The article has also been commented upon in the blogosphere. See, for example, Nature Takes A Look At Science Journalism, Lisa Green, NextBio Blog, June 30, 2009 [FriendFeed entry]. Excerpt:

… Some scientists worry about being scooped and dislike having the information they are willing to share verbally with conference attendees taken down as notes and made available on blogs or social networks. Other scientists see these digital communication tools as the way of the future and praise the increased efficiency of information sharing.

There has also been discussion of the Nature Science Journalism Special, initiated by Maxine Clarke on Nature Opinion forum. An example is her comment, posted on June 30. Excerpt:

… The open access point does not seem to me relevant as what journalists are interested in seeing is the paper before it is published, i.e. seeing an embargoed copy in advance of publication, not the business model that is used to publish it. …

The next comment is by Björn Brembs, also posted on June 30, 2009, on the same discussion thread, End of the line for science journalism? Excerpts:

Maxine: the problem is not access to that one single paper the press release cites. The problem is access to the papers the one under embargo should have cited but didn’t. ….. Without open access, any journalistic watch-dog must remain toothless – and toothless watch-dogs certainly won’t last long. …

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Exploring OA-related tags on Twitter and FriendFeed

In a previous post, I commented that I’m experimenting with Twitter as an adjunct to the two blogs that I edit (this one, and Cancer Stem Cell News). I’m also in the early stages of experimenting with FriendFeed. For more information about these two sites, see the Wikipedia entries for Twitter and FriendFeed. Twitter is “a free social networking and micro-blogging service“, while FriendFeed is a “real-time feed aggregator” that uses “your existing social network as a tool for discovering interesting information“.

A hashtag that’s used on both sites is #OpenAccess. Results of a Twitter search for #OpenAccess revealed that a number of Twitterers have added this hashtag to “tweets” that are related to OA. (Tweets are micro-blog posts on Twitter. “Tweeps” are Twitter persons, or followers of Twitterers). See: Twitter Types – what kind of Tweep are you?).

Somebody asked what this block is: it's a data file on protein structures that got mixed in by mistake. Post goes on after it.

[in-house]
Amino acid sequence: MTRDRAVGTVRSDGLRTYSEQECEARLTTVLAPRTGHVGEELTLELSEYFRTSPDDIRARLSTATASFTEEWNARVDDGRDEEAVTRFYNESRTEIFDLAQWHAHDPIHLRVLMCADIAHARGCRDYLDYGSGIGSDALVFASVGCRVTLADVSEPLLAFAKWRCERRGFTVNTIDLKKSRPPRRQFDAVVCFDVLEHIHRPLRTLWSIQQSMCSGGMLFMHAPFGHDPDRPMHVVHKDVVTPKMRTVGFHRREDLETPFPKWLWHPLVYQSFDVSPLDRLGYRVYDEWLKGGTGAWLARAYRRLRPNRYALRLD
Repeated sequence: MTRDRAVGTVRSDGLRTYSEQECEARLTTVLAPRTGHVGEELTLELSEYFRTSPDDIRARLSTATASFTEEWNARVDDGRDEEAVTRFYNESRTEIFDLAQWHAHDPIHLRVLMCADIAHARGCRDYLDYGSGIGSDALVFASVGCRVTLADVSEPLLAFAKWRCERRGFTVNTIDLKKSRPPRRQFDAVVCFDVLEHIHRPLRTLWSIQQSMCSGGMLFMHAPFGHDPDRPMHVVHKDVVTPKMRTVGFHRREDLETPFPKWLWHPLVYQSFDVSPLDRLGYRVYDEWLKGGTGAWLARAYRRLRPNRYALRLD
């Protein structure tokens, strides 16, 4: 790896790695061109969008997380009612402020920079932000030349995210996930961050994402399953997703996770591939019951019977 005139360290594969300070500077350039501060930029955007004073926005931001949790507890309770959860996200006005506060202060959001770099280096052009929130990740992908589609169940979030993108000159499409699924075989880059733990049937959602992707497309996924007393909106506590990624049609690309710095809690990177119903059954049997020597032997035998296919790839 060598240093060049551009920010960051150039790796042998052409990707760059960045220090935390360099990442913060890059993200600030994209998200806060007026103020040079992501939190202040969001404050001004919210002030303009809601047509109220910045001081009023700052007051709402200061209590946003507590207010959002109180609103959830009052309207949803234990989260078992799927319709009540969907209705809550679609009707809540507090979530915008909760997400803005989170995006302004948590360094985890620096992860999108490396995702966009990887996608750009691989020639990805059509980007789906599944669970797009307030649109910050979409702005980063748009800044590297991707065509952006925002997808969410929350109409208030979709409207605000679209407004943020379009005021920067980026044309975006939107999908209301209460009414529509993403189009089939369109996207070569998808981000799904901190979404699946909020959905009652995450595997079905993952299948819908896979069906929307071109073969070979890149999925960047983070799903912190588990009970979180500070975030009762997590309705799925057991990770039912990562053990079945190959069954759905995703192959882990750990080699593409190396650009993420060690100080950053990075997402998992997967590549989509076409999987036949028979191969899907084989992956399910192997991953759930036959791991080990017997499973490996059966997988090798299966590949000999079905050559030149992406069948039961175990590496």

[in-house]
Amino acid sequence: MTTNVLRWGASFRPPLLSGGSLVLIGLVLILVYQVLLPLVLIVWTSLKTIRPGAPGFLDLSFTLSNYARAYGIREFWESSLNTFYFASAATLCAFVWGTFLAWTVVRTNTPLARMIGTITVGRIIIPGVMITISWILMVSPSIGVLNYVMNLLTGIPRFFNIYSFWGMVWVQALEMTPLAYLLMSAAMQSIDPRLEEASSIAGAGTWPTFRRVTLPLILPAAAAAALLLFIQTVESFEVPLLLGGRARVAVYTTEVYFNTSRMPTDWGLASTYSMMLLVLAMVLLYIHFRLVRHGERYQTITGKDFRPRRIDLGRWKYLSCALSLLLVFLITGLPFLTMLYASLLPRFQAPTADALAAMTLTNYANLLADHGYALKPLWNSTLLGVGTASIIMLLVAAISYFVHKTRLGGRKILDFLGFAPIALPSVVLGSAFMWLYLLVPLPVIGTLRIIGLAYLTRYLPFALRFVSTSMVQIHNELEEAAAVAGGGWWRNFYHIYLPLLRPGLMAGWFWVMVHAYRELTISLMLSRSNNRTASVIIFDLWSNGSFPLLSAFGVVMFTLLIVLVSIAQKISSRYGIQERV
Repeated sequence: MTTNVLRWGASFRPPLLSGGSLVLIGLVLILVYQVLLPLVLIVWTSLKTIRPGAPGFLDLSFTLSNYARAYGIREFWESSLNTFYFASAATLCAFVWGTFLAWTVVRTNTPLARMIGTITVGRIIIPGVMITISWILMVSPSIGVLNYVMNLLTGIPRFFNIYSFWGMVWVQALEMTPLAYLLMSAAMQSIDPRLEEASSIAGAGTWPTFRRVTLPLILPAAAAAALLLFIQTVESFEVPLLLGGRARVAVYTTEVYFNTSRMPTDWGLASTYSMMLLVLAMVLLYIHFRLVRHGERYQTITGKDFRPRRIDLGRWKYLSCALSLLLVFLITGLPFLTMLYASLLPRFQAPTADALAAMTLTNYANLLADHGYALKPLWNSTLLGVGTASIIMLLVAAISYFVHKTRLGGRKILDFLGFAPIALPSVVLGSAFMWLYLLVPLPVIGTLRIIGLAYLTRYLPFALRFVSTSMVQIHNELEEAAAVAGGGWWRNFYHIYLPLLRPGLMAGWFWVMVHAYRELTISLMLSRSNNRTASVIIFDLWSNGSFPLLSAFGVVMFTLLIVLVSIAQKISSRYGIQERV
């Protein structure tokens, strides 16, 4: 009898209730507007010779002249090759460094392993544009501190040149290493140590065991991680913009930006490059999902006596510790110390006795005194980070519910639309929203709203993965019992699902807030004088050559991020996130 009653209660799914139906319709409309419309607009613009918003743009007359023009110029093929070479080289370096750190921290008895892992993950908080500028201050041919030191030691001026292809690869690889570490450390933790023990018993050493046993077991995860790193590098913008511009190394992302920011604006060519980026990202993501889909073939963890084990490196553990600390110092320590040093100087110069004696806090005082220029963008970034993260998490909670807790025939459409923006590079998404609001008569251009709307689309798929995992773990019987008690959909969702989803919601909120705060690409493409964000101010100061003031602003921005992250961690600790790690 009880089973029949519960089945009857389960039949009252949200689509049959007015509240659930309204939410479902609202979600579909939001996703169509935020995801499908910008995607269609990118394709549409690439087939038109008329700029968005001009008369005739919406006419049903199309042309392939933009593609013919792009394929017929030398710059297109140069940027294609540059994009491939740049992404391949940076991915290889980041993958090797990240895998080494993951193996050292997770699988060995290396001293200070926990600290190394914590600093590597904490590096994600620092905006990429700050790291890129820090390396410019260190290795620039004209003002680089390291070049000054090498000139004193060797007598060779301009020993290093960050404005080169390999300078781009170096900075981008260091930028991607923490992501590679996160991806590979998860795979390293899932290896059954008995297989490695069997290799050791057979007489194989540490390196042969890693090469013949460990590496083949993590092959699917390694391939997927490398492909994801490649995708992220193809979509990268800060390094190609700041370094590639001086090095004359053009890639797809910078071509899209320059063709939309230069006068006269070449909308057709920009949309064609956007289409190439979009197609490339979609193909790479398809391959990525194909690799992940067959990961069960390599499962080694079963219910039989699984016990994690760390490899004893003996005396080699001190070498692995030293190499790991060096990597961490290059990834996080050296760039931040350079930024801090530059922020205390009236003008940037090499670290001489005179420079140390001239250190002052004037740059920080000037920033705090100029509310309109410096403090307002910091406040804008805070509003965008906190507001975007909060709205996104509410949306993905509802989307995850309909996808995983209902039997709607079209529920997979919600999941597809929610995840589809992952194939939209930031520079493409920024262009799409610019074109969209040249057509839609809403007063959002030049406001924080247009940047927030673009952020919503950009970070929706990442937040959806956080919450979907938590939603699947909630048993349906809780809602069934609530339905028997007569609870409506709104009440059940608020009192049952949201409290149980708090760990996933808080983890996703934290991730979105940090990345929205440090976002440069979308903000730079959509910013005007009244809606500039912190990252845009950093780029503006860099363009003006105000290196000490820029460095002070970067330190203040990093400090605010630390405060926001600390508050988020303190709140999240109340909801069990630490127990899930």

[The next two paragraphs were revised on July 16, 2009, to remove outdated text and links, and to add some new information]:

Results of a FriendFeed search for #OpenAccess also reveals posts that have been hashtagged #OpenAccess (or #openaccess). There’s some overlap between the results of a Twitter search for this hashtag, compared with the results of a FriendFeed search for the same hashtag. Such overlap will occur if the Twitterer is also a member of FriendFeed.

The social bookmarking site Delicious (see Wikipedia entry) can also be searched for the hashtag #OpenAccess. When this search was done (on July 16, 2009), only one recent bookmark tagged #openaccess was found. It was bookmarked by Keita Bando.  Another social bookmarking site is Connotea (see Wikipedia entry) . I’ve found (on July 16, 2009) only one use of a Connotea bookmark by Keita Bando on Delicious. It’s a bookmark of this shortened URL: http://bit.ly/uHt5x (which links to: The open access tracking project (OATP), Peter Suber, Open Access News, April 16, 2009). [End of revised section].

More about the OATP is available from a section of the SPARC Open Access Newsletter, issue #133, May 2, 2009. The purpose of the OATP is to use tags on Connotea in a collaborative effort to track new OA developments worldwide. For example, there’s a pipe, based on Yahoo Pipes, which starts with a Connotea feed of the most recent 100 items tagged oa.new and then removes any duplicates. An RSS feed is available (OATP 100 items no dups) via (for example) Google Reader.

Comment: Yahoo Pipes is quite a remarkable resource. For example, I’ve built a pipe which combines a Twitter search for #OpenAccess (the most recent 15 items) with the OATP pipe (but with only the most recent 15 items from Connotea, no duplicates) sorted by publication date in descending order. It shouldn’t be difficult to build a pipe that would display a combined total number of items larger than 30.